Monday, 28 July 2014

Goldney House and Gardens, Bristol, UK

The University of Bristol owns an important cultural monument in Clifton: Goldney House and Gardens. The old manor house is now converted to student apartments, and there are neighboring modern apartment blocks for students too.




Our focus should not be the house, except to note that the modern student building fits very well with the gardens. This modern style appeals to me because it avoids the anitiquated style of the main house and keeps the property alive.
The garden is a surprise. Even if you live in Bristol, you don´t necessarily know the garden because it is hidden behind high walls. You enter the garden through a small doorway in the wall, which opens up into a kitchen garden and a tennis court and after that a meadow with fruit trees appears. This is just the first part of the garden, which is on an embankment, and was only ever the kitchen garden and orchard to supply the house. The University´s more recent installation of tennis courts disturbs the historic site and should, I think, be dismantled.

The kitchen garden directly abuts the house´s orangery, where a small path leads into the more important part of the garden. As you pass through a narrow opening in the hedge near the orangery, a spectacular garden expierence opens: The basic garden layout is as it was in the 18th century, as shown by contemporary paintings. What makes this look so adorable? There are a few, simple and well arranged characteristics: a clear layout, consisting of three straight lines, which meet the house with right angles (the old yew alley, new path, and the long rectangular pond). Another main line captures and combines the three elements at some distance from the house, making a balanced look.

These lines are arranged as follows:
From the main entrance of the house a yew avenue goes to a hidden cave, which probably shows the old path. In the 19th century the path was formed by a lawn.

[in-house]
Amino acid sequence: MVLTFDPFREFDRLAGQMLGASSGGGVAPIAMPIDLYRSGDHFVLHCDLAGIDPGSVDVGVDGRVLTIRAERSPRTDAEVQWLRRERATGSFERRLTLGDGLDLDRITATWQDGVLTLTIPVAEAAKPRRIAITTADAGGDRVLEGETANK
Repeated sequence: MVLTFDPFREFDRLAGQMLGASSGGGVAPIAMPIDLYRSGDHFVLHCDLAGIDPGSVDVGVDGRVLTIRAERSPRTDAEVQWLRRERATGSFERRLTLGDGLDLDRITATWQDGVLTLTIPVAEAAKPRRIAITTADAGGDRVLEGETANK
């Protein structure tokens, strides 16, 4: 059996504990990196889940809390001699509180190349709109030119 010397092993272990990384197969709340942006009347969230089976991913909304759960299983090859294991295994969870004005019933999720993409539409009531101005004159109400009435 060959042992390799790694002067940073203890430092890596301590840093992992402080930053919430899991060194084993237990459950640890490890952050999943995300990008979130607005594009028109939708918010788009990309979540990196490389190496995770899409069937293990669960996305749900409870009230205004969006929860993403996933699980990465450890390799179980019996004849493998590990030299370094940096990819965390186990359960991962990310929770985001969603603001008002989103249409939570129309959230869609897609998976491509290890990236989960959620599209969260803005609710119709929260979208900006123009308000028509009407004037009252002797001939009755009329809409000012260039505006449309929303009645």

In addition, a new path has developed in parallel, which starts at the orangery and goes to the observation tower, which now stands at the end of the line of sight.
The third line starts right in front of the orangery and is a formal water feature - a long, rectangular pond with a fountain. All of these lines meet the main house and the orangery with right angles and disappear towards the observation tower. Behind this starts the second main axes of the garden, which runs parallel to the house, on top of a wall ending as a bastion. Everything is simply and creatively interwoven so that
when one walks through it nothing appears angular or artificial.

The observation tower was designed as a pump house, containing a steam engine pump, for the spectacular water features in the underlying cave.
A staircase leads us down to a gothic-style vault. Inside is the wonderful version of a cave with an underground water course and devine figures. The creator of the garden, Thomas Goldney III designed this underground hall in 1739 with, what for the time, was a significant water feature, shell-decorated walls, a river God, and other statues that still enchant today.

The cave also has a stone lion guarding a lioness in a room behind. The whole athmosphere was made to entertain the 18th century visitors by ceating an unknown, exotic world.
Above ground, the garden continues along the wall to a pavillion in the gothic revival style. Below this it continues with a final round bastion building, previously allowing views of the River Avon and Bristol floating harbour. This is overgrown today with beautiful old trees.

The garden and grotto are publically accessible only six times a year, but it is well worth a visit in the summer when the garden is at its most beautiful (my visit was on the 29th of May 2014).

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